30 years ago the games development industry underwent a ‘crash’ – it seized up because there were too many consoles on the market at that time. Now, in the age of multiple platform and device gaming, the games development industry is once again under pressure due to a “chronic-oversupply” of games.
The annual Games Fleadh at LIT Tipperary’s Thurles campus, held recently, heard that Irish companies’ capacity to survive the current market saturation does not look good.
Organiser of the event and head of department of Technology & Flexible Learning at LIT Tipperary, Seamus Hoyne said the marketing of Irish games and Irish developers has been sub-standard so far and this must change if Irish developers are to survive in this competitive space.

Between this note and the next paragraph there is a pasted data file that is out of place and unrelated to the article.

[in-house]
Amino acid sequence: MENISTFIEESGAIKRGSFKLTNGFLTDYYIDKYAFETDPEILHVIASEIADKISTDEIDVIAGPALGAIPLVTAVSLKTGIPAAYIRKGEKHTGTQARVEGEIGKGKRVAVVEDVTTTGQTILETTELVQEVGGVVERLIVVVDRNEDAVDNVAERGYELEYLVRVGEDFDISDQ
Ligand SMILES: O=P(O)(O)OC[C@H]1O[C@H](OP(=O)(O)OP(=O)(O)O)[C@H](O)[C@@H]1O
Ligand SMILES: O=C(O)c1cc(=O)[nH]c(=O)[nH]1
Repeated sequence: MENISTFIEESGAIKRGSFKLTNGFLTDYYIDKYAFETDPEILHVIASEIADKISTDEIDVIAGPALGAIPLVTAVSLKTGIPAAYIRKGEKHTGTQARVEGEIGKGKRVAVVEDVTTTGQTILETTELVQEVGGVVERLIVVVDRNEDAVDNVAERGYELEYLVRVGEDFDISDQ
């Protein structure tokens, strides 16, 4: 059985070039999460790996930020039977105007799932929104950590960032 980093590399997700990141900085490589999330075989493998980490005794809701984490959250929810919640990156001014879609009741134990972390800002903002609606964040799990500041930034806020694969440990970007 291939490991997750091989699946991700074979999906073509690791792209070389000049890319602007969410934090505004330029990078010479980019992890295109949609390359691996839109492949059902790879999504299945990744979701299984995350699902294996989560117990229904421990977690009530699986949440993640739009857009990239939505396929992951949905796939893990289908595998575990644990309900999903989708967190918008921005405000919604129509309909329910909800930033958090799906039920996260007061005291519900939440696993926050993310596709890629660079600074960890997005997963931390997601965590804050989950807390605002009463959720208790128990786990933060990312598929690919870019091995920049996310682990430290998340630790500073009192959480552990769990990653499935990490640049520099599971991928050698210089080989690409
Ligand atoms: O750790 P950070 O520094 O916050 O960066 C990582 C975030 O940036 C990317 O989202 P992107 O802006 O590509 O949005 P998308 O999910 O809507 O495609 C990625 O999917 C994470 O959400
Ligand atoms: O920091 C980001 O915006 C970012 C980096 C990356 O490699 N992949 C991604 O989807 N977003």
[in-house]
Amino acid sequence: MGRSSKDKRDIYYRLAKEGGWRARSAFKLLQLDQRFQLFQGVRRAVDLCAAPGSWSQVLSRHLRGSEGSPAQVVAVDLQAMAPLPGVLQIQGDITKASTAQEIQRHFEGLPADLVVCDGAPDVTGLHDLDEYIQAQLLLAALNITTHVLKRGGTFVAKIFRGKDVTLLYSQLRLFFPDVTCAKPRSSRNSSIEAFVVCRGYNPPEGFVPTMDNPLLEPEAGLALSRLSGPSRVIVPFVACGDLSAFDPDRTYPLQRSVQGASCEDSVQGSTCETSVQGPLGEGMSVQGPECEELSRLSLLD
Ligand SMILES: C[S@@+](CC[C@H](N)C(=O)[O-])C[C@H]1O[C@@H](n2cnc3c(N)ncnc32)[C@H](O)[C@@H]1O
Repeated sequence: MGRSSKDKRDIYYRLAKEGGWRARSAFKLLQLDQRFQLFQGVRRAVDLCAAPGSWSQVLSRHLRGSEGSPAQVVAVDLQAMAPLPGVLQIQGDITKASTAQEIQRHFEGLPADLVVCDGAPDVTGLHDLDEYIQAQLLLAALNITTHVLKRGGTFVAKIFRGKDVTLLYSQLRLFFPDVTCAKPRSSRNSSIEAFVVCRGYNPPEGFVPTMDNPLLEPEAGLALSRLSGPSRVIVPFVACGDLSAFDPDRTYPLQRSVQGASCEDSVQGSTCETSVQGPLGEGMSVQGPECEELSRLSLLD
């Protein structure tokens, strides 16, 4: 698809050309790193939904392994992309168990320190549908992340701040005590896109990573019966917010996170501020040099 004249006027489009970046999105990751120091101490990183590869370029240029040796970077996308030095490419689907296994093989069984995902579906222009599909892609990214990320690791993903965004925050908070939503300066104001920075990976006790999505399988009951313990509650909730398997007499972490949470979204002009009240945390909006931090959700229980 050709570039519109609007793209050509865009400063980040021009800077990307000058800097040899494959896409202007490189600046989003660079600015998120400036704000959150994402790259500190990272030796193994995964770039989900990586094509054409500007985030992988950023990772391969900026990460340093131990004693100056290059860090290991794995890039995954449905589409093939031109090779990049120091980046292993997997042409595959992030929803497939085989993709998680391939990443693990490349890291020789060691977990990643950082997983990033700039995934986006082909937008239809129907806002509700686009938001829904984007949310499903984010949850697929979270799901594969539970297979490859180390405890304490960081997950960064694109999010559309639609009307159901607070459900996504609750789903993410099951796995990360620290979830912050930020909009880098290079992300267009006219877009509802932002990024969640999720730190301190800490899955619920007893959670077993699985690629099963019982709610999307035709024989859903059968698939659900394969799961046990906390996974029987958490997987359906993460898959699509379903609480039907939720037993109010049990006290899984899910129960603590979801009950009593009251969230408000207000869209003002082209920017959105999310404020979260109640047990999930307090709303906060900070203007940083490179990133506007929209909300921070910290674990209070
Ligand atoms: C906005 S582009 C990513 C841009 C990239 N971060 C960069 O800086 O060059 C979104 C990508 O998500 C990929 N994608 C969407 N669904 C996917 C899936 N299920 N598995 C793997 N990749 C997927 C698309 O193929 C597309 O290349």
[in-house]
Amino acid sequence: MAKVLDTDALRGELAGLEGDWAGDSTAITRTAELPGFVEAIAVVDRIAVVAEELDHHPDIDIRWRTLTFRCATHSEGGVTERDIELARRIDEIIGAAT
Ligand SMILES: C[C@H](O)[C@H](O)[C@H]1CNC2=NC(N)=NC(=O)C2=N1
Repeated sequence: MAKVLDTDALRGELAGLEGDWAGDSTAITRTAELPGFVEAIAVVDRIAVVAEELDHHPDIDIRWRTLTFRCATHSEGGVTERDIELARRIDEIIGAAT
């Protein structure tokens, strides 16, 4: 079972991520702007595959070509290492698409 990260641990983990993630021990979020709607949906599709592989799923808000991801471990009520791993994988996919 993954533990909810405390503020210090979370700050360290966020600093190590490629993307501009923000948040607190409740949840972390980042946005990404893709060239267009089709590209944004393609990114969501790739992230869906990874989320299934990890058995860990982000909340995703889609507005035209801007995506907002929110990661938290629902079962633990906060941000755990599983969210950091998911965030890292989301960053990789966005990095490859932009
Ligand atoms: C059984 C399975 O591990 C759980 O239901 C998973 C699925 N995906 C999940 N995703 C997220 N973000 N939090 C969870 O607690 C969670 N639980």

“Marketing for this sector is a specialised activity but we don’t seem to have invested in that specialism,” says Hoyne. “When you are a start-up company, ordinarily you have a local market to break but not in this sector. Therefore, we need specific supports for start-ups but, regrettably, don’t have them.”
Stephen Byrne, of game development company exgamers Studios, said that Ireland is falling “embarrassingly short” in terms of the stated ambition in the 2011 Forfás Action Plan for growth in the industry by 2015.
“Ireland has delivered in servicing but not in games development. We are way behind here in terms of the goals of the action plan for the sector. We can make games to beat the band but where we have trouble is on the marketing side,” says Byrne.
“If you look what happened with Flappy Bird; that earned $50,000 a day in its peak from advertising. That’s what can happen if your game becomes a hit but it will not happen for Irish game developer companies if marketing supports are not in place.”